With clouds over the UK, the sun is still shining on the Emerald Isle.
Blue skies in Dublin. Photo: Pixabay
Soaring inflation and rising borrowing rates are undermining global economic activity, which will only get worse as the winter approaches and energy shortages arise.
On top of that there are political and policymaking risks, and countries are having to absorb even more debts as public spending rises on subsidies and civil-service wages.
Against this backdrop, Ireland seems well prepared. Despite being one of the most hard-hit countries during the global banking and subsequent debt crisis, the country has become steadily safer during the past decade, and not without justification.
Most recently, GDP increased on a seasonally adjusted, real-terms basis by 1.8% in the second quarter, bolstered by a double-digit rise in investment.
Most countries in the world are likely to experience a recession over the coming year, which will reduce demand for Irish exports, but there should be a recovery in the world economy after that- Bruce Morley
This led to 11.1% year-on-year growth, after 10.8% in the first quarter, with GNP – a measure excluding the profits of multinationals – up by 8.8%. Consequently, the unemployment rate is just 4.3%.
On the back of this solid economic growth fuelling corporate tax receipts, the government is expecting a budget surplus at the end of this year worth 0.9% of GDP, providing additional public resources to support businesses and households through the economic difficulties that are now occurring.
Hence, after climbing to a peak of some 132% of GDP in 2013, the gross debt burden has eased to 85% of GDP. This is less than the UK’s ratio of 114%; and the UK, of course, has a sizeable public deficit that is worsening in the short term.
What is more, Ireland’s risk score fell only marginally in the first half of this year, and far less than the UK and most other European countries.
Euromoney’s panel of country risk experts have been flagging these relative advantages, resulting in Ireland flying high in Euromoney’s global risk rankings, at 15th out of 174 countries. This puts it on a par with Belgium, Estonia, Iceland and Austria, in relative risk terms. Compare that with the UK, down at 43rd, with its higher political and economic risks.
One of the survey contributors is Bruce Morley, a lecturer at the University of Bath. He says the projections for the Irish budget deficit are on a downward trajectory for the near future, so the Irish debt levels should be manageable.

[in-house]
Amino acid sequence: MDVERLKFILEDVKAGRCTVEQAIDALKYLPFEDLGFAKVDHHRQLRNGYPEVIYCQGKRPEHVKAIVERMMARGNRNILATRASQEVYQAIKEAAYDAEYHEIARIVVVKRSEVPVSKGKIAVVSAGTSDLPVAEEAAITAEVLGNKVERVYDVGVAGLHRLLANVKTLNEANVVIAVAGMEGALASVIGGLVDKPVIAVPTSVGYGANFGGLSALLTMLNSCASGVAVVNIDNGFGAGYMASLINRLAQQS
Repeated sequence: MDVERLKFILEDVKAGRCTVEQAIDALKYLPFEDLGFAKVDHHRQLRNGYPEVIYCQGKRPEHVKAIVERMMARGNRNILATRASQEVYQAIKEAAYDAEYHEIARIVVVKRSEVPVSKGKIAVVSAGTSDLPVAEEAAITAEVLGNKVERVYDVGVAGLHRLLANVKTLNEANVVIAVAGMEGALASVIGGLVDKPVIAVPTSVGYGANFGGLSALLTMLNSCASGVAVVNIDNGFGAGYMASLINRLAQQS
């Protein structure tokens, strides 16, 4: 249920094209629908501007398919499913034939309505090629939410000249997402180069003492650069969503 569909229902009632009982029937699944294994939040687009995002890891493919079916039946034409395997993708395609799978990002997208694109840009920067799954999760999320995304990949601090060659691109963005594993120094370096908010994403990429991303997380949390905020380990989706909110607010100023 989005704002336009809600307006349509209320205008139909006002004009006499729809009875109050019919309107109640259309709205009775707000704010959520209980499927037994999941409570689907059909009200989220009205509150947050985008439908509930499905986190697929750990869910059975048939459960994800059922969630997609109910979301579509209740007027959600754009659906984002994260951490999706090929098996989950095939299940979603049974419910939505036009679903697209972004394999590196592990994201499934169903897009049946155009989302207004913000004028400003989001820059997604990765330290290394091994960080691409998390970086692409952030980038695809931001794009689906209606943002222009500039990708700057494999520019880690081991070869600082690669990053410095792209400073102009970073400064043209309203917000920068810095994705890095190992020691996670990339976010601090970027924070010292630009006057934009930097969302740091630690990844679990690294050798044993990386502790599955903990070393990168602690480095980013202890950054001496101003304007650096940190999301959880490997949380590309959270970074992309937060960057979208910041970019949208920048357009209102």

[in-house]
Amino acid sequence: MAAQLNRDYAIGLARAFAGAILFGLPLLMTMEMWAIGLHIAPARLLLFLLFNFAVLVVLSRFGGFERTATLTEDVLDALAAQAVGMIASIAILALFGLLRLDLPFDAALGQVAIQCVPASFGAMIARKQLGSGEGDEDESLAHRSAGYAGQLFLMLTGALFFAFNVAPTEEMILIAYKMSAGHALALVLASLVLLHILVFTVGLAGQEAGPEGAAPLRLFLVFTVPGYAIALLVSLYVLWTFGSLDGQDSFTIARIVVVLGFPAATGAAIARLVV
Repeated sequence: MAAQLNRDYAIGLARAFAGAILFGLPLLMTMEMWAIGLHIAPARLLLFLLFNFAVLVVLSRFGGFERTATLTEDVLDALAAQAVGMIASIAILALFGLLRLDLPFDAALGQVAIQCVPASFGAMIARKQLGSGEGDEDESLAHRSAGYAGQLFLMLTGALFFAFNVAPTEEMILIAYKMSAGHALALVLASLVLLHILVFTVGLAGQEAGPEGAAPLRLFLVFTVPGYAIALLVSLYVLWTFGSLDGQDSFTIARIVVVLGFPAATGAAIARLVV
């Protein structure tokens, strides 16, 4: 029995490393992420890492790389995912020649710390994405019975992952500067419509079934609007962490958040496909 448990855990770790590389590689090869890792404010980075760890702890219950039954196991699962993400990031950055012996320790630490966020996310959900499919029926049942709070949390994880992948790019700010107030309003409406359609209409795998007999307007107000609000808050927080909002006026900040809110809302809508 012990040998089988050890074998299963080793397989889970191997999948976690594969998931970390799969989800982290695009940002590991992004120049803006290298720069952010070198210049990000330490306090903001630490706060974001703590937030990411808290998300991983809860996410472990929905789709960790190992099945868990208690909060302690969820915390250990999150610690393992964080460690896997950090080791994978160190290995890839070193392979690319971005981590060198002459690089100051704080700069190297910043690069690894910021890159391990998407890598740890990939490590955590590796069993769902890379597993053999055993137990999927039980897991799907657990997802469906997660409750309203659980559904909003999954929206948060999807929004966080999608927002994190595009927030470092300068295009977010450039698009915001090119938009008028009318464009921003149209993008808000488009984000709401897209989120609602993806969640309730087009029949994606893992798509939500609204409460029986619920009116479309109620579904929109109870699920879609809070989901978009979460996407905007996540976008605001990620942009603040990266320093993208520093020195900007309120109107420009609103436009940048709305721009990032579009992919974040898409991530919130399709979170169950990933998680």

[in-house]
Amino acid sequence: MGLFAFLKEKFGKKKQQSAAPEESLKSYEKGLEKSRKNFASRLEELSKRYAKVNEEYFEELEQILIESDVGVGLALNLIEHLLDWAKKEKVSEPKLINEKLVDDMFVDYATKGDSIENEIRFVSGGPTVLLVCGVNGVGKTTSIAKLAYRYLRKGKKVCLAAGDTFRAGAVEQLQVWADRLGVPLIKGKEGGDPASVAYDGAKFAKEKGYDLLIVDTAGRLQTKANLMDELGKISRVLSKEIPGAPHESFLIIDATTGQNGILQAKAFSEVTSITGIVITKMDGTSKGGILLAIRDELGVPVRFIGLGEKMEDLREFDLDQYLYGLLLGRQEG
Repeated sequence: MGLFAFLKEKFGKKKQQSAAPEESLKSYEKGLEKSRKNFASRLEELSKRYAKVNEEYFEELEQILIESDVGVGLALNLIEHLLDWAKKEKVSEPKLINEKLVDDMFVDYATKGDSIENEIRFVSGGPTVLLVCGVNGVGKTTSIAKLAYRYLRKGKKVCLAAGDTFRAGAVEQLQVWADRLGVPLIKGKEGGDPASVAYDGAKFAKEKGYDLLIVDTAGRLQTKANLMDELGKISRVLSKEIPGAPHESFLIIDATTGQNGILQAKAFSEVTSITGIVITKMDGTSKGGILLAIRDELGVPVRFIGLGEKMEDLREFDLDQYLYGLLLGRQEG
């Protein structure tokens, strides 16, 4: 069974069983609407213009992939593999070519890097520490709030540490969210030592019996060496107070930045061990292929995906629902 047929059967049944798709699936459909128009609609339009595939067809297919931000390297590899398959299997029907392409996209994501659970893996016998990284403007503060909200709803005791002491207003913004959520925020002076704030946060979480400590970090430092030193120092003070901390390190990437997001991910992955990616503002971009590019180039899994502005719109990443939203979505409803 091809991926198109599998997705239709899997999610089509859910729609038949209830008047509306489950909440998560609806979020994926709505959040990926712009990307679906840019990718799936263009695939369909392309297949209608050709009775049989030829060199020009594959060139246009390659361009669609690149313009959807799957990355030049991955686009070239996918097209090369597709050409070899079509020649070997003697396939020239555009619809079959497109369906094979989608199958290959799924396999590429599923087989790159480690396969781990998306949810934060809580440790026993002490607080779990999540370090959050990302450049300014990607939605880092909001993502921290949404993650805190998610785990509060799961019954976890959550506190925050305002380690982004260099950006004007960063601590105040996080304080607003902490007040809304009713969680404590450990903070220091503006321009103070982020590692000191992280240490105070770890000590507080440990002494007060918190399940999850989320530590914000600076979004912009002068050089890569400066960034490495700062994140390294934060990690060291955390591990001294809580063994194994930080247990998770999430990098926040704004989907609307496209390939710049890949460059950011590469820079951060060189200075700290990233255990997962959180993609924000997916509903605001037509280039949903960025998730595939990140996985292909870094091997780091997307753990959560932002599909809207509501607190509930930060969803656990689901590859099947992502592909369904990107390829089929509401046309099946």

Another survey panellist, Constantin Gurdgiev, associate professor of finance at Monfort College of Business (MCB), says the government’s 2023 fiscal budget “is cautious enough to maintain significant expected fiscal space between the forecast receipts and expenditures, while being sufficiently expansionary to provide support for domestic economic growth should the global growth shocks remain moderate, as they are to-date”.
Of course, there are still some risks, the cost of living for example, although it should peak in the latter half of the year, then fall back, says Morley.
Eurozone interest rates are also likely to continue to rise in the near-term without any quantitative easing (QE) for the near future.
“Most countries in the world are likely to experience a recession over the coming year, which will reduce demand for Irish exports, but there should be a recovery in the world economy after that,” Moley notes.
2023 and 2024 are likely to prove pivotal years to Ireland, as the OECD tax reforms mature and uncertainty around the regime applicability and specifics get ironed out- Constantin Gurdgiev
Brexit-related risks are also a feature where Ireland is concerned.
So far, the impact of Brexit on the Irish economy has been limited, but Morley says it is not clear yet how the UK and EU/Ireland will find an agreement on the issues of trade between Northern Ireland and the rest of the UK.
As for the fiscal metrics, Gurdgiev says the budget misses the point on the need to accelerate investments in energy infrastructure.
Also, the risks to Ireland’s fiscal position in 2023 will most likely arise from the threat to Irish economic growth largely driven by the external economic shocks, plus the longer-term uncertainty as to the stability of Irish corporate tax receipts.
The University of Bath’s Morley says that given that most countries have corporate tax rates above 15%, especially in the EU, “the moves to the recently agreed minimum tax rate shouldn’t affect Ireland too much, at least in the short-term”.
Gurdgiev at MCB partially agrees, noting that Ireland appears to be weathering well the starting stages of the OECD/EU tax reforms. However, he also warns that the Irish Exchequer remains extremely exposed to any potential volatility in corporate and income taxes that arise from the multinational corporations activities in the Republic.
“In this context, 2023 and 2024 are likely to prove pivotal years to Ireland, as the OECD tax reforms mature and uncertainty around the regime applicability and specifics get ironed out,” he says.
Ireland is not riskless in that respect, but it does offer relative political stability, fiscal budget strengths and favourable economic growth. Compare that with the UK and it is easy to see why the country is 28 places higher on the global risk ratings.